Renewables reboot – The long-awaited official draft for Germany’s updated renewables law has been made public, and reactions have been mixed. The legislation sets out pathways to increase the country’s renewable energy share to 65% by 2030 from about 50% currently. It contains incentives for more wind, with about 4 GW of tenders expected per year for onshore, alongside plans to double solar installation by 2030. The government votes on the draft on Sep. 23. (Euractiv)

Hydrogen leg-up – The hydrogen industry in France is set to get €2 bln in the government’s two-year stimulus plan unveiled on Thursday as a response to the economic impact of the coronavirus. The stimulus, totalling €100 bln in all, lines up a variety of public investments, subsidies, and tax cuts. (Reuters)

Exchanging packages – Major economies promised to recover green after COVID-19 and accelerate climate action, making the pledges during a virtual ministerial meeting hosted by Japan on Thursday. Japan’s Environment Minister Shinjiro Koizumi convened his counterparts from across the world to launch an online tool for countries to share their experiences in designing climate-compatible recovery packages for their economies. Opening the event, Koizumi said he hoped the initiative would spur greater action ahead of COP26 next November. (Climate Home)

Chasing dreams – New South Wales’ Liberal premier Gladys Berejiklian says it will not take much to reach net zero GHG emissions by 2050, and it would be “the stuff of dreams” for an Australian Coalition government to emulate the UK Conservatives and legislate that target. The comments during a Wednesday night conversation between Berejiklian and former British PM Theresa May. (Guardian)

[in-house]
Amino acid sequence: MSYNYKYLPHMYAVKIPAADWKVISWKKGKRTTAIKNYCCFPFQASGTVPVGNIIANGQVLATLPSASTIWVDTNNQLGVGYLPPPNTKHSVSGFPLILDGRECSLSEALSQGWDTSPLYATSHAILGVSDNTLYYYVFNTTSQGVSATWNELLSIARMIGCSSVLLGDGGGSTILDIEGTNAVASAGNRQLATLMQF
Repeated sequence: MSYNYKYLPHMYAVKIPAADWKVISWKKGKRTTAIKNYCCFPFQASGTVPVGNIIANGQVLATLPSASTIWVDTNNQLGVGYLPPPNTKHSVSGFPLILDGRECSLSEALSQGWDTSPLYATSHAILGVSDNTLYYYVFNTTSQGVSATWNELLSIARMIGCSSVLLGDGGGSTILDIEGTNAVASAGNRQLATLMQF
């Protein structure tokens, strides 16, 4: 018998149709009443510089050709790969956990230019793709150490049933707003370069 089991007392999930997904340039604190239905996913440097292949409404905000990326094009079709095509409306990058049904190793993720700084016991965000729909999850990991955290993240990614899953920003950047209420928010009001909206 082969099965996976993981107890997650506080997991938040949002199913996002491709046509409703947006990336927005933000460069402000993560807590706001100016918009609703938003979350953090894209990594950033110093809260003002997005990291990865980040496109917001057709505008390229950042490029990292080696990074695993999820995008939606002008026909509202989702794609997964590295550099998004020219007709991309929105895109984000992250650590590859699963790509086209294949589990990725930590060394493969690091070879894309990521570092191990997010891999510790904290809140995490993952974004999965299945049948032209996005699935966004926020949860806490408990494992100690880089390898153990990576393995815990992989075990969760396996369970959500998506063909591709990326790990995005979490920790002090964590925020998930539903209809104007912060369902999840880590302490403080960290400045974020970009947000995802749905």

Prize flight – A new competition launched this week is set to reward the next great leap forward in sustainable flight, offering a cash prize expected to be in the millions of pounds for the first zero carbon transatlantic passenger return flight between London and New York. The prize is open to manufacturers, researchers, and inventors for the design and flight of a 100+ seater passenger aircraft that can run entirely on renewable energy and conduct a round trip in under 24 hours. (BusinessGreen)

Unprecedented – Six Portuguese young people have filed a legal action with the European Court of Human Rights, accusing 33 countries of violating their right to life by not doing their fair share to tackle the climate crisis. If admissible, it could set an important precedent by showing the way for other climate lawsuits based on human rights arguments. (Climate Home)

To the extreme – Extreme E, the electric off-road racing series set to launch next year, has partnered with project developer ALLCOT to offset the championship’s carbon footprint, in support of its goal to have a net-zero carbon footprint by the end of its first season. As well as offsetting, Extreme E focuses on reduction of its footprint through a series of efforts which include using 100% electric vehicles, zero emission charging using hydrogen fuel cells generated by water and solar, capping team member numbers, and not having spectators at live events. Extreme E will start racing in early 2021, visiting five environments around the world, including Arctic, desert, ocean, glacier, and Amazon locations, which have already been damaged or affected by climate and environmental issues. (Racer.com)

And finally… Against the grain – The US-based Farmer’s Business Network has launched a tracking technology that allows grain to be scored based on its carbon intensity, opening a layer of transparency to consumers and potentially enabling higher prices for farmers who use more sustainable practices. Pollutants are identified as they travel down the food supply chain, from as early as when fertilizers and other chemicals are used by farmers, and are tracked as the grain moves along to buyers, such as meat producers who feed them to their livestock. (Bloomberg)